Percy Bysshe Shelley

I first encountered this poem in my freshman literature class, probably my very first quarter at Auburn with Dr. St. John, and it immediately resonated with me and sparked my interest in the Romantics. Where previously I had only been exposed to the very dull work of the Classical period, or worse yet post-modern Americans, I was excited to discover that there was an entire artistic movement away from the rigidity of structure, perfection, symmetry and orthodox ideas of art and beauty; one that seemed to love asymmetry, the other, storm over tranquility, the flawed as much (or more than) the perfect and all things exotic, alien and even grotesque. Ozymandias evokes the desolate feeling of a fabulous grandeur lost in the infinite past, a time so remote that no memory survives, only shattered remnants of colossi and titanic structures weathered by unnumbered ages. It is a meditation on both the hubris of man and the ephemeral nature of human endeavor, even at its most magnificent and enduring.


I met a traveller from an antique land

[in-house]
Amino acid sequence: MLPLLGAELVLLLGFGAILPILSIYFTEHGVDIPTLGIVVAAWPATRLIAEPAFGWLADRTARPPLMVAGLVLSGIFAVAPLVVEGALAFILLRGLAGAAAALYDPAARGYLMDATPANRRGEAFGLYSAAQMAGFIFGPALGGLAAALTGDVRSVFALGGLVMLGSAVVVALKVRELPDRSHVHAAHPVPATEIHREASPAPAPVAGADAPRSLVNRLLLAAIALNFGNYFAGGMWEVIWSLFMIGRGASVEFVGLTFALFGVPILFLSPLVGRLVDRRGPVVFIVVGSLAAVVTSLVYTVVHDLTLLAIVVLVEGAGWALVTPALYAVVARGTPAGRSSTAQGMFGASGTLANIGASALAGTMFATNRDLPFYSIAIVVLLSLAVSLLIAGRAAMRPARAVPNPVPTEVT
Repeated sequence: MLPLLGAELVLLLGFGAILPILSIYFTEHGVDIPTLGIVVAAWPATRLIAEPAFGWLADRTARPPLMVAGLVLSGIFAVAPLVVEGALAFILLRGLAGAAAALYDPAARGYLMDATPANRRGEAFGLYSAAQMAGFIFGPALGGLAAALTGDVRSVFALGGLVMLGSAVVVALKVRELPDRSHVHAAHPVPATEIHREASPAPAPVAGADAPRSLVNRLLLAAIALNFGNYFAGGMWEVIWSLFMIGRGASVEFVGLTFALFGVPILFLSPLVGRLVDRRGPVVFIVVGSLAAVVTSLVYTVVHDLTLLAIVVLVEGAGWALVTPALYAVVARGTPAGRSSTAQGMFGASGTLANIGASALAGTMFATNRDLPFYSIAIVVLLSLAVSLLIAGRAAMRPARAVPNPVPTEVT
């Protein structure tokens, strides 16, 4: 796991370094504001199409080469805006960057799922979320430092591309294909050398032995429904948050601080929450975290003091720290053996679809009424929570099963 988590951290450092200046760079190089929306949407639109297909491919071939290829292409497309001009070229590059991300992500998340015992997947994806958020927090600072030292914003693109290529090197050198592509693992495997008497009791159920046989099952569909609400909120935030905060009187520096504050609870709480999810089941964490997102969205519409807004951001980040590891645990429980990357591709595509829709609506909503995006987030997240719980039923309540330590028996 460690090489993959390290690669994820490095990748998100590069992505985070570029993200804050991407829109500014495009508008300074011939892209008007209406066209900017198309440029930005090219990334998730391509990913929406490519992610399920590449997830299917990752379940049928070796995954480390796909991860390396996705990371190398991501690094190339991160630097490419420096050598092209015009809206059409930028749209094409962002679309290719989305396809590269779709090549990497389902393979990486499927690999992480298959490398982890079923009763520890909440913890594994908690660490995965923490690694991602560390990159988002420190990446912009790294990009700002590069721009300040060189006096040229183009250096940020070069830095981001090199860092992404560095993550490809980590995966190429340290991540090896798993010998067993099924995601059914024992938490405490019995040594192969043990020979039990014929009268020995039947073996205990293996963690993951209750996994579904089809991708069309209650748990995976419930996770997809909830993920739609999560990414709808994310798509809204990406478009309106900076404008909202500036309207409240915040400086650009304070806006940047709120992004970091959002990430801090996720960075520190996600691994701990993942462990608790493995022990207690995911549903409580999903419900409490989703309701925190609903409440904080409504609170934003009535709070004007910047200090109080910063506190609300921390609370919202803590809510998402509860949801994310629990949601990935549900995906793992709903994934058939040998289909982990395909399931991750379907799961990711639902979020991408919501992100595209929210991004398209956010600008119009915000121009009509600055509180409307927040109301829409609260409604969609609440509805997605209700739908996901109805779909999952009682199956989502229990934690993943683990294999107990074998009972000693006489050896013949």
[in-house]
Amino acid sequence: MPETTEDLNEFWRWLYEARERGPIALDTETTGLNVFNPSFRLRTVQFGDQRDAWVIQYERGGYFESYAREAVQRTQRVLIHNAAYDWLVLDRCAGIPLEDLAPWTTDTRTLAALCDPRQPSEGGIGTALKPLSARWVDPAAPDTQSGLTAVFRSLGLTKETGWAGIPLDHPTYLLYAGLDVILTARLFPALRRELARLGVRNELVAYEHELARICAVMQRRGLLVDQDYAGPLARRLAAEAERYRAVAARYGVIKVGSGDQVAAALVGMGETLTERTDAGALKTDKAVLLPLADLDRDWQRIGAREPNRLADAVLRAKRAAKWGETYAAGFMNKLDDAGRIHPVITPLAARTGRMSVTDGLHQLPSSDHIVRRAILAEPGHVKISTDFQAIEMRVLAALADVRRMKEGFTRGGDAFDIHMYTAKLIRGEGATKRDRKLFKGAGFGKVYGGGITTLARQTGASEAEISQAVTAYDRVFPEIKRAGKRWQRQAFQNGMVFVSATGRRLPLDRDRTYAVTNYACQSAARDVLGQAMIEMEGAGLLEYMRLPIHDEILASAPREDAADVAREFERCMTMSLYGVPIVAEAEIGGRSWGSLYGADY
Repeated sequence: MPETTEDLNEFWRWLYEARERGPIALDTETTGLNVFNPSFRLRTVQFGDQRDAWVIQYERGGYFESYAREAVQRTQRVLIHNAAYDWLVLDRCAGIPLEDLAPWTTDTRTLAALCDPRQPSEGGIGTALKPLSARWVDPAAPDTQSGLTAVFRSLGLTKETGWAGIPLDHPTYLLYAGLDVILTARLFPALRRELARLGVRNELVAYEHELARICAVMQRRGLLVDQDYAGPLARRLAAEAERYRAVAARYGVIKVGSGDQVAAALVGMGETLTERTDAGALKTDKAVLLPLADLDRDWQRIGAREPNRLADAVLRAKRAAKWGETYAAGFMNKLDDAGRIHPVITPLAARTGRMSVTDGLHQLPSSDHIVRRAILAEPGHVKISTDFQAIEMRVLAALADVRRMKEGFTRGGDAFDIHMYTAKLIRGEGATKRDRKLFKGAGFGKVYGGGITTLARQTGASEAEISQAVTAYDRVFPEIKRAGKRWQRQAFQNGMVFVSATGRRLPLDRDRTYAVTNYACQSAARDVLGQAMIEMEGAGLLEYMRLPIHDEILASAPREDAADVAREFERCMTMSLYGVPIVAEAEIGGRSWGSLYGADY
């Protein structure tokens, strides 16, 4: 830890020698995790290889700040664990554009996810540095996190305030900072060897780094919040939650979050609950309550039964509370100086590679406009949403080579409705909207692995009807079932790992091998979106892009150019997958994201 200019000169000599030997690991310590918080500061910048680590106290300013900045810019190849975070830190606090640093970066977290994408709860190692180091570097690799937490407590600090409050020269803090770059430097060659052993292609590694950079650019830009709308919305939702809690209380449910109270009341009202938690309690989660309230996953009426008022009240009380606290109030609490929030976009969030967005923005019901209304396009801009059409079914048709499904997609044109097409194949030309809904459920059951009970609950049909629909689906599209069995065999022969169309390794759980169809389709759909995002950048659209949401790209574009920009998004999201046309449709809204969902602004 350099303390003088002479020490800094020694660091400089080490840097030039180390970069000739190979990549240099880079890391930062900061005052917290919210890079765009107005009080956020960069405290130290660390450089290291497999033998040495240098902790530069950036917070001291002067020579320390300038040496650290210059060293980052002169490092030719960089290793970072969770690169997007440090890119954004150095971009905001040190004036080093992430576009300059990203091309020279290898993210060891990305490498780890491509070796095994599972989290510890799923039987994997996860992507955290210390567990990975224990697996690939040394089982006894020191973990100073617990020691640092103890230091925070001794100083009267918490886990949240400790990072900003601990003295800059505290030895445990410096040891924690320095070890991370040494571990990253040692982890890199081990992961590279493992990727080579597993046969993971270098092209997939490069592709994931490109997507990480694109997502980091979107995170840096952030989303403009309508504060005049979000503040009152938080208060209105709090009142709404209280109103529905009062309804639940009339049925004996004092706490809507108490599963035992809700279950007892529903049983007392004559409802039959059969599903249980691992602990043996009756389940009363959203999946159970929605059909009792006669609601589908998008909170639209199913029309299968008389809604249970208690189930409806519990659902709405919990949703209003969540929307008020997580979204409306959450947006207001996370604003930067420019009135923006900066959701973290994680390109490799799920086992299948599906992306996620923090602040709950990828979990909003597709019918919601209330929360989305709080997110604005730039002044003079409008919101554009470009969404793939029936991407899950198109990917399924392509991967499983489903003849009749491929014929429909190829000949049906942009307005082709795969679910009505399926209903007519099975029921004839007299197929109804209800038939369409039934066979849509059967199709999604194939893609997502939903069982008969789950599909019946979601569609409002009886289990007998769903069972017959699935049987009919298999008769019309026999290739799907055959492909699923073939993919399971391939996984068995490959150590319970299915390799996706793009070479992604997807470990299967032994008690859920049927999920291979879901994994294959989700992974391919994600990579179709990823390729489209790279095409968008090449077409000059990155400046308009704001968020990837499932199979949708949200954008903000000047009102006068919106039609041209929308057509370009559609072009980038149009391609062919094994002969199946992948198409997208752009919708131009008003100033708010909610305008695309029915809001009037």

Who said: "Two vast and trunkless legs of stone
Stand in the desert. Near them, on the sand,
Half sunk, a shattered visage lies, whose frown,
And wrinkled lip, and sneer of cold command,
Tell that its sculptor well those passions read
Which yet survive, stamped on these lifeless things,
The hand that mocked them and the heart that fed:
And on the pedestal these words appear:
'My name is Ozymandias, king of kings:
Look on my works, ye Mighty, and despair!'

Nothing beside remains. Round the decay
Of that colossal wreck, boundless and bare
The lone and level sands stretch far away."

Pharoah Menkaure, flanked by the goddesses Bat and Hathor

The statue triad above of Menkaure, last of the great pyramid builders of Giza, depicts his authority in the company of the goddesses Bat and Hathor, both associated with cattle (and therefore also wealth). It also displays perhaps the sort of sneer of cold command that Shelley imagined. Ozymandias is usually associated with the much later Pharoah Ramesses II, but no shattered colossus survives of the sort described by the poem and the association is merely speculative. Shelley was being poetic, not historical.